Health Care Shock Creates Pile of Debt: The Plan to Pay It Down
Americans plan for many things. We plan our vacations, we plan our retirements, we plan our weekends. But very few Americans plan on becoming disabled, on becoming ill, on having to leave work for an extended period of time. That's unfortunate because nothing can wreak havoc on a financial plan like a health-care shock. Case in point: David and Marcia Palmers, a married couple who live in the Pacific Northwest. More>
From a planner's side of the desk, it's important to start at the beginning. Financial planners and clients typically mutually define a client's personal and financial goals, needs, and priorities. The next step is what financial planners call the data gathering: Financial planners will obtain all the quantitative information and documents about a client before any recommendation is made and/or implemented. More>
The Bottom Line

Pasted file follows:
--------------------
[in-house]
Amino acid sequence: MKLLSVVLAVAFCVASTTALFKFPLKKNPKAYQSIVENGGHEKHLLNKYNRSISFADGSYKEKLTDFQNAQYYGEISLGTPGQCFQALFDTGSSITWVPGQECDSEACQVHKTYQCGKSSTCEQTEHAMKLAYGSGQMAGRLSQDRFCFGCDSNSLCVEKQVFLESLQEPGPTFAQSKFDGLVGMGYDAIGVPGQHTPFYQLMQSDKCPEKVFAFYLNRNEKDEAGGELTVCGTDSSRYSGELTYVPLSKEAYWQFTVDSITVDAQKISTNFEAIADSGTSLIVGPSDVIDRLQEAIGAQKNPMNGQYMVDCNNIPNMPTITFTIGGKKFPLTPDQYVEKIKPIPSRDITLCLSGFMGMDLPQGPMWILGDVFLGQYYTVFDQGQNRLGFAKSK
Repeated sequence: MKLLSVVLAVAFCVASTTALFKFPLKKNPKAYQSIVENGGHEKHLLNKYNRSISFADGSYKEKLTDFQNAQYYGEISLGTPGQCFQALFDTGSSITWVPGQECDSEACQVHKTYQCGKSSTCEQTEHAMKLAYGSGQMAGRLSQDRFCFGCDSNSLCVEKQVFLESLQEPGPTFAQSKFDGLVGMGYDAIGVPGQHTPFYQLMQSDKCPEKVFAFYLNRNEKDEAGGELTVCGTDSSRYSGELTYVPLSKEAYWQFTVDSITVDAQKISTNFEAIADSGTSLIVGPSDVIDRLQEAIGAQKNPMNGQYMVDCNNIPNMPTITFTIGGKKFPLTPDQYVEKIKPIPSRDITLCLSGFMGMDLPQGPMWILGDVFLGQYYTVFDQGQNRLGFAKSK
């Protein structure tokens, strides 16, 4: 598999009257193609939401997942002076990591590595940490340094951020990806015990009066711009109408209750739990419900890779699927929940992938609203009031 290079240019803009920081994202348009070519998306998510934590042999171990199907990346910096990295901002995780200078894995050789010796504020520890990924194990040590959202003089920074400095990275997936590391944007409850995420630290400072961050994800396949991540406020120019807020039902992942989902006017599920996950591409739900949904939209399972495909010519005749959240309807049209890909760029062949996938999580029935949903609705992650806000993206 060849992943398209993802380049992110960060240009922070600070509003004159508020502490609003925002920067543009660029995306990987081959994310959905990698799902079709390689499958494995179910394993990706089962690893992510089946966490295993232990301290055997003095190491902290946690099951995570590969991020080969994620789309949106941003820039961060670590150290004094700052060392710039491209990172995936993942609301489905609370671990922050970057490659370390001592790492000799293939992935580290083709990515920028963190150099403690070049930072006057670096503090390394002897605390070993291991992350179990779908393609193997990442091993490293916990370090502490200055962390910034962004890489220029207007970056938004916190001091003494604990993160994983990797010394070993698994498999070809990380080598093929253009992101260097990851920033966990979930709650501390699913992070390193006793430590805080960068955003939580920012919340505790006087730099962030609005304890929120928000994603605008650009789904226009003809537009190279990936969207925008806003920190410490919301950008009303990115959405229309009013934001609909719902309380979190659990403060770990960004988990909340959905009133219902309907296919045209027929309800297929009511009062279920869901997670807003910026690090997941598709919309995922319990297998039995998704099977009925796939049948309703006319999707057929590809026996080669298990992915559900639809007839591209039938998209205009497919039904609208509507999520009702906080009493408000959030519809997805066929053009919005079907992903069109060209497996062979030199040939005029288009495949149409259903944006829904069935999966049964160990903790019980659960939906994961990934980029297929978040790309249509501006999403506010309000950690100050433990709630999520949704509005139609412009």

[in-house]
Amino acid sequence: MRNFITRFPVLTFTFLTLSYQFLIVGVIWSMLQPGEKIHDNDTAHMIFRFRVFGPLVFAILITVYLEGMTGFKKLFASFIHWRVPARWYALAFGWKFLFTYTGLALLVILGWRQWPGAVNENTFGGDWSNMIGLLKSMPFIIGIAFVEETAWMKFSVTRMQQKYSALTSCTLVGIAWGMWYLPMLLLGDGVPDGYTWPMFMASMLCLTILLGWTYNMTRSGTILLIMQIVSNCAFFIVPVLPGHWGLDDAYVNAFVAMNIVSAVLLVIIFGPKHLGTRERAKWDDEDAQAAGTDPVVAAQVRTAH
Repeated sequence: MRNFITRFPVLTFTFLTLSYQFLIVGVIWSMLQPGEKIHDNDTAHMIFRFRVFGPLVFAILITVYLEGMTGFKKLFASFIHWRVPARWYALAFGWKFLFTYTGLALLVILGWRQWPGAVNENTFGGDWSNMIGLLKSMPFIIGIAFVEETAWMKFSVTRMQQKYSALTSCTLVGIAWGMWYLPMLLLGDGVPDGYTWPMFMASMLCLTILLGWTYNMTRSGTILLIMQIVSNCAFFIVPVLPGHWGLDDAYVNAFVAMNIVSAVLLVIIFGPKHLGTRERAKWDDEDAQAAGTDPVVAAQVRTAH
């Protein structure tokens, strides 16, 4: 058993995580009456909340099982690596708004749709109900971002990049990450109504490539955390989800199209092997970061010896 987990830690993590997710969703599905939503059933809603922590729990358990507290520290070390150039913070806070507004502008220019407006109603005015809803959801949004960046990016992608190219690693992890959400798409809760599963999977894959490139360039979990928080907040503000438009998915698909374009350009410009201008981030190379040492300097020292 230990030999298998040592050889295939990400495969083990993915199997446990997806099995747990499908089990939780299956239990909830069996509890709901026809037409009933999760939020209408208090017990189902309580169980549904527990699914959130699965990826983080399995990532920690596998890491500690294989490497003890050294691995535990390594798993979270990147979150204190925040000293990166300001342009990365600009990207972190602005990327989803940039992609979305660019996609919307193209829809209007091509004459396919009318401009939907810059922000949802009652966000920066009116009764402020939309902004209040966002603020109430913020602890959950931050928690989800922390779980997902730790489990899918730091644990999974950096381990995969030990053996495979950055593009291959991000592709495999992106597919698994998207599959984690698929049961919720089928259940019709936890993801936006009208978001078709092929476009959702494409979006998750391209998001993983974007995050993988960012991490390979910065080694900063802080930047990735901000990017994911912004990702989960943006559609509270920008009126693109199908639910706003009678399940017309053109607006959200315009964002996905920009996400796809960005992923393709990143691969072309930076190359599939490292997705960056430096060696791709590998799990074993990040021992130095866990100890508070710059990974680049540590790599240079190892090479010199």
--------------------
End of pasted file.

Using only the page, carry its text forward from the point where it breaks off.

As with most plans, we generally want to clear the decks of debt first, then begin the planning process in earnest where we explore goals, values, and what the Palmers care most about funding in the world so that we can get them on the road for building a base of assets that will provide a secure income in their later years. If we don't get past the debt, we can't get to the planning, and the time value of money is lost forever as the years tick by. The Palmers have enthusiastically embraced a tough solution and dedicated themselves to the task of paying debt down first. We congratulate them in their efforts knowing it is difficult and necessary.
Many folks who are in debt are also suffering stress and therefore may feel somewhat paralyzed about seeking help from a financial planner. If you are unable to make progress on your own, consulting with a financial planner may help you immeasurably to get past your debts, stabilize your financial situation, and move on to planning your financial future. More>